Who will save America? Which presidential candidate has the intelligence, charisma and acumen to fix our economy, deal with Iraq, address rising oil prices, eradicate poverty, lead democracy, and put the nation on a better moral track?
It’s a trick question, and every four years we pound our heads against a wall trying to answer it, says Dana Nelson, the Gertrude Conaway Vanderbilt Professor of English and American Studies.
If we want to save America, contends Nelson, we have to do it ourselves. “The president-as-superhero myth promised all the democracy with none of the work,” she writes in her new book, Bad for Democracy: How the Presidency Undermines the Power of the People. “As such, it teaches citizens to admire rule by strong individuals and to abjure the messy workings—disagreements, slow debates, compromise, bargaining—of actual democracy.”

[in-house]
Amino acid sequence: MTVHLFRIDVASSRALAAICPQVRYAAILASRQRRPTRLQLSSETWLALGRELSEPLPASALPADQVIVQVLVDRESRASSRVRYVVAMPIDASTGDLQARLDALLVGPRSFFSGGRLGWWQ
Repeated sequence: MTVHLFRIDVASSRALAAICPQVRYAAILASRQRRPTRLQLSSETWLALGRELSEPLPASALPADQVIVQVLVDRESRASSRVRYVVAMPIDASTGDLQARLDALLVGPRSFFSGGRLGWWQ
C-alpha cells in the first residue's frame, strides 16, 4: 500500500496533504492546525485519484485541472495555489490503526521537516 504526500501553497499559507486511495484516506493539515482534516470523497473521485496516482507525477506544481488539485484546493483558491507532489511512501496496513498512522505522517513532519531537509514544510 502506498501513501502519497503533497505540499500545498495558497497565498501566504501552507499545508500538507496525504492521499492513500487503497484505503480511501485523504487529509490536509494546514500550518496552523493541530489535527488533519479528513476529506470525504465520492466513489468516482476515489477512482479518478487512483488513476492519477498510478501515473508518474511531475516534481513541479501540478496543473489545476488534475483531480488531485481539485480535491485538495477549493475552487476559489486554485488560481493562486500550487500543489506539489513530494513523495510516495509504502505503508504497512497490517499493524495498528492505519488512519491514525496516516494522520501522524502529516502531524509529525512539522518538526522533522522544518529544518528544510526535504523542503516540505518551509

In the book, published by the University of Minnesota Press, Nelson tracks the steady drive by presidents—Abraham Lincoln used the Civil War to increase executive power—to move more and more clout from the hands of the people to the Oval Office. Most of the time this power shift occurs because of fears about foreign relations or war powers, says Nelson.
“Democracy is not something that’s practiced just in government. Democracy is something you can work on in your business, social and religious communities. It’s all about trying to get involved with people genuinely different from you so you don’t just encounter people with whom you already agree politically.”
© 2013 Vanderbilt University | Photography: Daniel Dubois
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